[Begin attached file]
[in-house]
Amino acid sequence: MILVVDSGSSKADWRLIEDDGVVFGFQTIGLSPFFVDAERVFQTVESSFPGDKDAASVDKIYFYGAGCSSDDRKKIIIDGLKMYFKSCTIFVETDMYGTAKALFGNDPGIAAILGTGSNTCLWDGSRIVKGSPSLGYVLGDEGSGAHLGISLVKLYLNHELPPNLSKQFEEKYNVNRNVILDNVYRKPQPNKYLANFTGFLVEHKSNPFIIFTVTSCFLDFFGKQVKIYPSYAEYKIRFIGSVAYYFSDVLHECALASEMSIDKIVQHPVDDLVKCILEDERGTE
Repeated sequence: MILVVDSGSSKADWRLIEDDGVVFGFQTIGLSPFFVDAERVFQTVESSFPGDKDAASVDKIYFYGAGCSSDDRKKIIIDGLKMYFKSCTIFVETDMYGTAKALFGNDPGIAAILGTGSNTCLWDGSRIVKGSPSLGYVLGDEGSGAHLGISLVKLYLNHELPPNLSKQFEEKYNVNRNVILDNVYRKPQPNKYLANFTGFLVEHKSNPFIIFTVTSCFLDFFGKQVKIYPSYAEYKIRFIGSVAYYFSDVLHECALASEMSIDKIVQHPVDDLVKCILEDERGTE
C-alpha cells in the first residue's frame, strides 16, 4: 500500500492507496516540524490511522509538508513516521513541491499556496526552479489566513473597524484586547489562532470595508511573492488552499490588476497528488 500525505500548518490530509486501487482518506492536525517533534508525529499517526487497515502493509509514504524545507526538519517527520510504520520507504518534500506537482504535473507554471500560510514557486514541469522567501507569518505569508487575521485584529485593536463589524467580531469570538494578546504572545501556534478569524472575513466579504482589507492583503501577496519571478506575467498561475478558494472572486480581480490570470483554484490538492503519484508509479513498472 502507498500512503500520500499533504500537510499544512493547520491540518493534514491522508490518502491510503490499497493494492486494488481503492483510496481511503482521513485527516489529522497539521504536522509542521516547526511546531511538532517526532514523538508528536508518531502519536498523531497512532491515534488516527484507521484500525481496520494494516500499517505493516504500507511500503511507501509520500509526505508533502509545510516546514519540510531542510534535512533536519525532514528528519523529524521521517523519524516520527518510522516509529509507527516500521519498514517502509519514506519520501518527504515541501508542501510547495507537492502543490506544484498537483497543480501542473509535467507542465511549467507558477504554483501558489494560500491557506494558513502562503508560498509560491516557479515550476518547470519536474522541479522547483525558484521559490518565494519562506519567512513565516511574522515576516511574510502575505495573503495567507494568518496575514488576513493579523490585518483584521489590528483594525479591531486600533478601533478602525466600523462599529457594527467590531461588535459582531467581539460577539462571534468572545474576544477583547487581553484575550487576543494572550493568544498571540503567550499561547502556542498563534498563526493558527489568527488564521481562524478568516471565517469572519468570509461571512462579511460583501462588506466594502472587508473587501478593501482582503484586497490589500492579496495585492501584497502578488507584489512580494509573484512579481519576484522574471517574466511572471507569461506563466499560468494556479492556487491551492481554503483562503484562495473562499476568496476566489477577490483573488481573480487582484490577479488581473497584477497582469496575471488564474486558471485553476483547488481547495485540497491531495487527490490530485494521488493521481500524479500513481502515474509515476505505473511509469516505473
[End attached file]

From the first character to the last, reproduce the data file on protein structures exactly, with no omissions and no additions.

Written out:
[in-house]
Amino acid sequence: MILVVDSGSSKADWRLIEDDGVVFGFQTIGLSPFFVDAERVFQTVESSFPGDKDAASVDKIYFYGAGCSSDDRKKIIIDGLKMYFKSCTIFVETDMYGTAKALFGNDPGIAAILGTGSNTCLWDGSRIVKGSPSLGYVLGDEGSGAHLGISLVKLYLNHELPPNLSKQFEEKYNVNRNVILDNVYRKPQPNKYLANFTGFLVEHKSNPFIIFTVTSCFLDFFGKQVKIYPSYAEYKIRFIGSVAYYFSDVLHECALASEMSIDKIVQHPVDDLVKCILEDERGTE
Repeated sequence: MILVVDSGSSKADWRLIEDDGVVFGFQTIGLSPFFVDAERVFQTVESSFPGDKDAASVDKIYFYGAGCSSDDRKKIIIDGLKMYFKSCTIFVETDMYGTAKALFGNDPGIAAILGTGSNTCLWDGSRIVKGSPSLGYVLGDEGSGAHLGISLVKLYLNHELPPNLSKQFEEKYNVNRNVILDNVYRKPQPNKYLANFTGFLVEHKSNPFIIFTVTSCFLDFFGKQVKIYPSYAEYKIRFIGSVAYYFSDVLHECALASEMSIDKIVQHPVDDLVKCILEDERGTE
C-alpha cells in the first residue's frame, strides 16, 4: 500500500492507496516540524490511522509538508513516521513541491499556496526552479489566513473597524484586547489562532470595508511573492488552499490588476497528488 500525505500548518490530509486501487482518506492536525517533534508525529499517526487497515502493509509514504524545507526538519517527520510504520520507504518534500506537482504535473507554471500560510514557486514541469522567501507569518505569508487575521485584529485593536463589524467580531469570538494578546504572545501556534478569524472575513466579504482589507492583503501577496519571478506575467498561475478558494472572486480581480490570470483554484490538492503519484508509479513498472 502507498500512503500520500499533504500537510499544512493547520491540518493534514491522508490518502491510503490499497493494492486494488481503492483510496481511503482521513485527516489529522497539521504536522509542521516547526511546531511538532517526532514523538508528536508518531502519536498523531497512532491515534488516527484507521484500525481496520494494516500499517505493516504500507511500503511507501509520500509526505508533502509545510516546514519540510531542510534535512533536519525532514528528519523529524521521517523519524516520527518510522516509529509507527516500521519498514517502509519514506519520501518527504515541501508542501510547495507537492502543490506544484498537483497543480501542473509535467507542465511549467507558477504554483501558489494560500491557506494558513502562503508560498509560491516557479515550476518547470519536474522541479522547483525558484521559490518565494519562506519567512513565516511574522515576516511574510502575505495573503495567507494568518496575514488576513493579523490585518483584521489590528483594525479591531486600533478601533478602525466600523462599529457594527467590531461588535459582531467581539460577539462571534468572545474576544477583547487581553484575550487576543494572550493568544498571540503567550499561547502556542498563534498563526493558527489568527488564521481562524478568516471565517469572519468570509461571512462579511460583501462588506466594502472587508473587501478593501482582503484586497490589500492579496495585492501584497502578488507584489512580494509573484512579481519576484522574471517574466511572471507569461506563466499560468494556479492556487491551492481554503483562503484562495473562499476568496476566489477577490483573488481573480487582484490577479488581473497584477497582469496575471488564474486558471485553476483547488481547495485540497491531495487527490490530485494521488493521481500524479500513481502515474509515476505505473511509469516505473